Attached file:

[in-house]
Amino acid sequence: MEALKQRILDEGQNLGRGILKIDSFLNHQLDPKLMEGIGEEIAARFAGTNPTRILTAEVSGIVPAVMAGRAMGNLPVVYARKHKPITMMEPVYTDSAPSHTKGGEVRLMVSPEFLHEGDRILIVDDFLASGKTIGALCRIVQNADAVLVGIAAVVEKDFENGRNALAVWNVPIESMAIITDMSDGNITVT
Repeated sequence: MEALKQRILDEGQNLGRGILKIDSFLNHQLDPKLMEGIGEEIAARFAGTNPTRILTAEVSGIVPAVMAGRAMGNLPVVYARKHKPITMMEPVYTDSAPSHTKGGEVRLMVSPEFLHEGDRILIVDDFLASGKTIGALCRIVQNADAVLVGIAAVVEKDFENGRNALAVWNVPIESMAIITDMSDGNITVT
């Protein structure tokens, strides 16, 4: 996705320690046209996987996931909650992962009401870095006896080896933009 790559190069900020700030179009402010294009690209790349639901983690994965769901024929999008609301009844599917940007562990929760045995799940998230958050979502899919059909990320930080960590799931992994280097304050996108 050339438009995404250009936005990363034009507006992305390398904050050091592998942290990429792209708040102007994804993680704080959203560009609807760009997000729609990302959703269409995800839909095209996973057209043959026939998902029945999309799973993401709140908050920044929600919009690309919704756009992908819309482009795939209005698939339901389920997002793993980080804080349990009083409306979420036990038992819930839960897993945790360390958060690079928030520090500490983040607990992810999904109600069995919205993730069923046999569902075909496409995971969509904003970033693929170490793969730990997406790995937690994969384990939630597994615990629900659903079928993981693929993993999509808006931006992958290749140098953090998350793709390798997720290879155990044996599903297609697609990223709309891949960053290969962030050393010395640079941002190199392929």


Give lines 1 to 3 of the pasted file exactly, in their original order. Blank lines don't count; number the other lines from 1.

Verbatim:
[in-house]
Amino acid sequence: MEALKQRILDEGQNLGRGILKIDSFLNHQLDPKLMEGIGEEIAARFAGTNPTRILTAEVSGIVPAVMAGRAMGNLPVVYARKHKPITMMEPVYTDSAPSHTKGGEVRLMVSPEFLHEGDRILIVDDFLASGKTIGALCRIVQNADAVLVGIAAVVEKDFENGRNALAVWNVPIESMAIITDMSDGNITVT
Repeated sequence: MEALKQRILDEGQNLGRGILKIDSFLNHQLDPKLMEGIGEEIAARFAGTNPTRILTAEVSGIVPAVMAGRAMGNLPVVYARKHKPITMMEPVYTDSAPSHTKGGEVRLMVSPEFLHEGDRILIVDDFLASGKTIGALCRIVQNADAVLVGIAAVVEKDFENGRNALAVWNVPIESMAIITDMSDGNITVT